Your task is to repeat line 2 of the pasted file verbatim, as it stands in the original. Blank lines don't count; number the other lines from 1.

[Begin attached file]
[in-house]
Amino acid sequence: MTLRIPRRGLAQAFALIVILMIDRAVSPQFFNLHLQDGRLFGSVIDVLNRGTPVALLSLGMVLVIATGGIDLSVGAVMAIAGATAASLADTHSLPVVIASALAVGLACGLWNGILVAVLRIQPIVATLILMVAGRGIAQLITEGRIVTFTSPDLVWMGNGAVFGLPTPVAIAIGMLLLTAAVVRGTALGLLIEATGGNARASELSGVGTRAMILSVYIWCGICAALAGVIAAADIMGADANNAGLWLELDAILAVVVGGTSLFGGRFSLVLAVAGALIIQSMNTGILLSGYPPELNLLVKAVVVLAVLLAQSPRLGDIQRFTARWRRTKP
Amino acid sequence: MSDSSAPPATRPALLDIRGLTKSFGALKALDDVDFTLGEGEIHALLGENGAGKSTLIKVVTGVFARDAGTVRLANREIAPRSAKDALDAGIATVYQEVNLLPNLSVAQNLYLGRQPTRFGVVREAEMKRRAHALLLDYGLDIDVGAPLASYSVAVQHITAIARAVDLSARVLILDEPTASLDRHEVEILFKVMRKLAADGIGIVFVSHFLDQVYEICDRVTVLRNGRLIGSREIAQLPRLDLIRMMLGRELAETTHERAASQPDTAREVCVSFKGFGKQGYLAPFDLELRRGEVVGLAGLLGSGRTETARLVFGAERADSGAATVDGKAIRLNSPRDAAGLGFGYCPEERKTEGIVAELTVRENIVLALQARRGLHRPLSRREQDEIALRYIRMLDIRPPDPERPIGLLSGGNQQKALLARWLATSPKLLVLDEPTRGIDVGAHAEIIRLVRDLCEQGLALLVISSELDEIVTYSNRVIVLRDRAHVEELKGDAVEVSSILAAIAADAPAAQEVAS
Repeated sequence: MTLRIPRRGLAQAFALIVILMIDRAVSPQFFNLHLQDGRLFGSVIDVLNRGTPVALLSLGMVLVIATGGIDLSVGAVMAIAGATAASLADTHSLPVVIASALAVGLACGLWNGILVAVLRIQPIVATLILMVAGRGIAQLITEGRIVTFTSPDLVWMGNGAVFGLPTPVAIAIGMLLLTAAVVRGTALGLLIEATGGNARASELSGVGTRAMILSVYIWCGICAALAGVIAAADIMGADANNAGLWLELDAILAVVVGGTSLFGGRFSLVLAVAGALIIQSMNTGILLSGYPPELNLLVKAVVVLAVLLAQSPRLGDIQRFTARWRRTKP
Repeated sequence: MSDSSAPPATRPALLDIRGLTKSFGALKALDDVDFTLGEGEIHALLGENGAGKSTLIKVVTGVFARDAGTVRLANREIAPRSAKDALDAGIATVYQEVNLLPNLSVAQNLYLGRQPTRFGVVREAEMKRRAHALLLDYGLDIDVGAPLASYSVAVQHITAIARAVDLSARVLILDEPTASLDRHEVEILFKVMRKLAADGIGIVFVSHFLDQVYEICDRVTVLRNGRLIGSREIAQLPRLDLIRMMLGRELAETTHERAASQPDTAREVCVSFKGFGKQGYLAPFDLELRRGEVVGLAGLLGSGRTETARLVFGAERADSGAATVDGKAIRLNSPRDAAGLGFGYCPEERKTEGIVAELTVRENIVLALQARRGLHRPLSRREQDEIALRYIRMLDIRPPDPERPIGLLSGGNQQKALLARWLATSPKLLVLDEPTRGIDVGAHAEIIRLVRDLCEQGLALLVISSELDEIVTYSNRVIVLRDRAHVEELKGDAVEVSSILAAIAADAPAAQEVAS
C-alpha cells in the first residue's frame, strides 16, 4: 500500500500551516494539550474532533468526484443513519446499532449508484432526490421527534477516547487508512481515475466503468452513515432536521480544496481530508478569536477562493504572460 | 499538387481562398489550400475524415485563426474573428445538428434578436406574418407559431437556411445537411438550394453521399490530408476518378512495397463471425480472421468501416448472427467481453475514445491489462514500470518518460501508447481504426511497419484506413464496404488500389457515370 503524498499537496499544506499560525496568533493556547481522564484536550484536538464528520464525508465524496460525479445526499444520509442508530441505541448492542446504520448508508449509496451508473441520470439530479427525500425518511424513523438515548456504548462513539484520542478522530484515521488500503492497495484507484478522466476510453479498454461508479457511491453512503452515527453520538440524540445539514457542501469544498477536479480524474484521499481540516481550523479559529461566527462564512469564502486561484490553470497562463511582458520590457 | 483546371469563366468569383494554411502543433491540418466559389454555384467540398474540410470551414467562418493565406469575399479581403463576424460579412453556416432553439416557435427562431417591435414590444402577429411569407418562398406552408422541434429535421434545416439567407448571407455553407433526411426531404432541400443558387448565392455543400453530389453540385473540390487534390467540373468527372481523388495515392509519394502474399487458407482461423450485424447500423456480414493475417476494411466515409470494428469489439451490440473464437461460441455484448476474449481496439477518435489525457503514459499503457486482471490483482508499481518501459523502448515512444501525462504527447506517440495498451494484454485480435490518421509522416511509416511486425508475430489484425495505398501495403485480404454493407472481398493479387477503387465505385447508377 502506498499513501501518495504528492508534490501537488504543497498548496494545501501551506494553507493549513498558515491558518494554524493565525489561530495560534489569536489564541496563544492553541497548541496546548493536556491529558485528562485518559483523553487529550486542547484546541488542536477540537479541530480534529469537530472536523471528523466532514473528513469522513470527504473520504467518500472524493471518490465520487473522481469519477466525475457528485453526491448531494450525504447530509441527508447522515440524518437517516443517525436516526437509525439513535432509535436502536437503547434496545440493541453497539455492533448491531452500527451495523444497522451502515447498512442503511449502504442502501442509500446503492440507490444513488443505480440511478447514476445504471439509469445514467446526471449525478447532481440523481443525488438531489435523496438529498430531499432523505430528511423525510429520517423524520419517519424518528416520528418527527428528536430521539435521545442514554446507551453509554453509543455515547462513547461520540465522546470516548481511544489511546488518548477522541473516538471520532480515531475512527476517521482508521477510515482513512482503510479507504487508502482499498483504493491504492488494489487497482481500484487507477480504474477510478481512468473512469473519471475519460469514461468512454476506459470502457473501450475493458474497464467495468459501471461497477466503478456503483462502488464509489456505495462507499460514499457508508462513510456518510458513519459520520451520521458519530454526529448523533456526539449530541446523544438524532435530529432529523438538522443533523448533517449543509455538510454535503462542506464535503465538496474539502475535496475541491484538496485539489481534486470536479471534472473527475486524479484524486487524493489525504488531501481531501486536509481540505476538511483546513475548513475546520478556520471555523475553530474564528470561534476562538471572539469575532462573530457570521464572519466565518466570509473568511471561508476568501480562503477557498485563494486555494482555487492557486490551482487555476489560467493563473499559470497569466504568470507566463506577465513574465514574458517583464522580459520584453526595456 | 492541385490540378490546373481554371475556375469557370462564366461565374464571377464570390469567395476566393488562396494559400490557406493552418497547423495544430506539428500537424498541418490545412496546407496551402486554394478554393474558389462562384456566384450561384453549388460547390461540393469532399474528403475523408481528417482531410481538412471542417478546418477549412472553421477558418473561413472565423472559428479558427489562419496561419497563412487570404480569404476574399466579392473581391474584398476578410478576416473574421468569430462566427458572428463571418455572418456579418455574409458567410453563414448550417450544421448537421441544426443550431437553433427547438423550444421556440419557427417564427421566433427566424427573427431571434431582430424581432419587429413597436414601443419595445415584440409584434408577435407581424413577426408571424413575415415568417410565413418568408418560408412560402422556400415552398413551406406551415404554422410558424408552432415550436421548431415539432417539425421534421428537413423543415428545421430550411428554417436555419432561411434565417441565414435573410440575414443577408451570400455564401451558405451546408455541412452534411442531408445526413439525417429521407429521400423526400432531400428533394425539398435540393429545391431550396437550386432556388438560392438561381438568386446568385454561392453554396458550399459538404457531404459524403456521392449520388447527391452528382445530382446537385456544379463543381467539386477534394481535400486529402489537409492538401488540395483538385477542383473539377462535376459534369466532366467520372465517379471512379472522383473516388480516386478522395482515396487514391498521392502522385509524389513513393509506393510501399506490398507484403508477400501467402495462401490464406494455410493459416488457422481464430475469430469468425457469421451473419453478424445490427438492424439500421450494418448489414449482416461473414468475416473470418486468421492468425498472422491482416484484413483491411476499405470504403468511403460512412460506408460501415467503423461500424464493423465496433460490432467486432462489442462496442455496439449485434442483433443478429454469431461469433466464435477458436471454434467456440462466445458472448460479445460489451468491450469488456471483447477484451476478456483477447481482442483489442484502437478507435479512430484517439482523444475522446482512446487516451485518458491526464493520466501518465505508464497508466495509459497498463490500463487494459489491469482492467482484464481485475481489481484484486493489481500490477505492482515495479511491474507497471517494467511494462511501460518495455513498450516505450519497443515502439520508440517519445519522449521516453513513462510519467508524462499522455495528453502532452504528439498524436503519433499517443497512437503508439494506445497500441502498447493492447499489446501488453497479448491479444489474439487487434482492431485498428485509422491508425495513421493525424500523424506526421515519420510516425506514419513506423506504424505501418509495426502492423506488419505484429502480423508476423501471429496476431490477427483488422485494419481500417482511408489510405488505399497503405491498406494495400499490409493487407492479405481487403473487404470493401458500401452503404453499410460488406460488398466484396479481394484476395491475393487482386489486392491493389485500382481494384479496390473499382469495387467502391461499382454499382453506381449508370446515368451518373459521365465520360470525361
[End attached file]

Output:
Amino acid sequence: MTLRIPRRGLAQAFALIVILMIDRAVSPQFFNLHLQDGRLFGSVIDVLNRGTPVALLSLGMVLVIATGGIDLSVGAVMAIAGATAASLADTHSLPVVIASALAVGLACGLWNGILVAVLRIQPIVATLILMVAGRGIAQLITEGRIVTFTSPDLVWMGNGAVFGLPTPVAIAIGMLLLTAAVVRGTALGLLIEATGGNARASELSGVGTRAMILSVYIWCGICAALAGVIAAADIMGADANNAGLWLELDAILAVVVGGTSLFGGRFSLVLAVAGALIIQSMNTGILLSGYPPELNLLVKAVVVLAVLLAQSPRLGDIQRFTARWRRTKP